Turkey has entered a political point in time with a strong drive for peace. This historic moment not only means ending the three decades of armed conflict that has hijacked efforts towards democracy, but it also means embracing a new social contract that transcends the current deadlock concerning particular Kurdish demands, and more general issues of national identity. While the prospect for peace is understandably received with a general enthusiasm and cautious anticipation by the public at large, a constructive dialogue within the parliament has not yet been forthcoming.
On the other hand, it is not at all clear as to what the peace process actually entails. The government has carefully avoided using the term “peace”; instead it refers to “solution” or “settlement”, implying that the problem is primarily perceived within a security paradigm that focuses on withdrawal of armed groups of the illegal Kurdistan Workers Party (PKK). A comprehensive strategy for conflict resolution and reconciliation to address the sufferings endured by different segments of society, and the deep rooted problems that continue to incite hostility and mistrust among communities, has not yet been revealed. It is also not clear whether the modus operandi will assent to an inclusive participation, including that of women.
The most concrete measure taken so far has
been the establishment of seven regional commissions composed of “wise persons”
with a mandate to create awareness and consent among the populous about the
government’s “solution” process.
These commissions, which are not envisaged as decision making bodies, have
started touring the country and meeting with different stake holders in their
respective regions. The fact that only 12 of the 63 “wise persons” are women is
a ratio that clearly falls short of the principle of equitable representation
and expectations based on international standards that call for the full
integration of women and gender concerns into all phases of the transition to
Development of international norms on matters related to women, conflict and peace have resulted from the growing awareness of the gendered dimensions of such phenomena. In this respect, the wars in former Yugoslavia and Rwanda in 1990’s were eye openers.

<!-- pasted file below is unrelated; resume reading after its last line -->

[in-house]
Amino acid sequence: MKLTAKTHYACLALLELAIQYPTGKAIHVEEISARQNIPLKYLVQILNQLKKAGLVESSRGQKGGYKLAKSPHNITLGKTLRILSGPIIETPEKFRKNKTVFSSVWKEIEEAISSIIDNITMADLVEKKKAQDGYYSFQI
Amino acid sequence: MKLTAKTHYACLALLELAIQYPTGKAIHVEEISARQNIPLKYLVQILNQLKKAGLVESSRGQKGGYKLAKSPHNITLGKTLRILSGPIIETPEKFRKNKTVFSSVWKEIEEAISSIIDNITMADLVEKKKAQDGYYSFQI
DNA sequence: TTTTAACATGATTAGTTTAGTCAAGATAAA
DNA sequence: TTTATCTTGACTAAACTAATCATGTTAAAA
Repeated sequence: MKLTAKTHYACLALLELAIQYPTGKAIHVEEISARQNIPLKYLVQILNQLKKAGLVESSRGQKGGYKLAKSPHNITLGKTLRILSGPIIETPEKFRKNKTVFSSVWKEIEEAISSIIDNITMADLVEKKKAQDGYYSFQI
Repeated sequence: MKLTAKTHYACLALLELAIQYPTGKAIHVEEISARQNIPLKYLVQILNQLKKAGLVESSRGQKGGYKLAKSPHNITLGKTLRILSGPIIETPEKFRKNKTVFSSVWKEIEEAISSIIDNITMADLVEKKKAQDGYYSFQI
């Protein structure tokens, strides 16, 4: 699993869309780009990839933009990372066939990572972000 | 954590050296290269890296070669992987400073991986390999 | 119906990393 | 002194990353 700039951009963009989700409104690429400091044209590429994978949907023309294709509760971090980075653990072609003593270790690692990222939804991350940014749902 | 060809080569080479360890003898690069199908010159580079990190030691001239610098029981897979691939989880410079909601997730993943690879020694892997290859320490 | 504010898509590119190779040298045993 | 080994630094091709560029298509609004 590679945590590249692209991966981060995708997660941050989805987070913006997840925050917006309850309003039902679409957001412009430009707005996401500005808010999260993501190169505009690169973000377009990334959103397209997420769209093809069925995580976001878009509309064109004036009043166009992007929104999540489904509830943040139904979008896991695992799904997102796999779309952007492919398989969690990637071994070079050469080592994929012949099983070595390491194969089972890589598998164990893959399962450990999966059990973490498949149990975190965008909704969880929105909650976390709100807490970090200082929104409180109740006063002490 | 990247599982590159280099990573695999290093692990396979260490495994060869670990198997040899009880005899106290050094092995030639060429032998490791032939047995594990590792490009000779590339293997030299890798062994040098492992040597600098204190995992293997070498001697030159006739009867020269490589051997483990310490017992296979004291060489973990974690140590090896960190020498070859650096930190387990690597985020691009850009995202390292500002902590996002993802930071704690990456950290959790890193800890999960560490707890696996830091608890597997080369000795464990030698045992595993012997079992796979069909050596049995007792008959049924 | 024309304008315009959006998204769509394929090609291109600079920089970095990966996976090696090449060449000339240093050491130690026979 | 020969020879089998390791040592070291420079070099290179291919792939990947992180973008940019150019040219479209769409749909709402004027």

The deliberate use of sexual violence as a war strategy in these wars provoked public outcry. After these atrocities, sexual violence against women during times of conflict finally became a public policy concern, and defined as crimes against humanity by the 1998 Rome Statute, making them punishable in the international tribunals, including the International Criminal Court (ICC).
In 2000, the United Nations (UN) Security Council adopted its landmark Resolution 1325 on Women, Peace and Security. This resolution recognizes women’s victimization and their agency in times of conflict, as well as their potential to contribute to conflict prevention and reconciliation and peace. Thus, it not only calls on states to integrate a gender perspective into post-conflict reconstruction and to ensure women’s active participation in all phases of peace initiatives, but also mandates the security sector agents to adopt a gender perspective in their work.
Over the past decades, feminist scholarship has paid increasingly more attention to the gendered dimensions of conflict and peace, a subject which has historically been hidden from view and absent in conflict analysis and peace initiatives. It has also drawn attention to the prioritization of the security discourse which militarizes societies at large. Militarist and patriarchal discourses converge in promoting particular notions of femininity and masculinity that support nationalist narratives and reinforce sexist, homophobic and xenophobic state agendas. On the one hand, they legitimize bloated military budgets, and on the other, uphold authoritarian familial values. Such environments strongly tend towards repressive and dictatorial practices.
The good news is that they also provoke resistance and opposition, and lead
to mobilizations among women and men across disparate groups.
Women’s mobilization in Turkey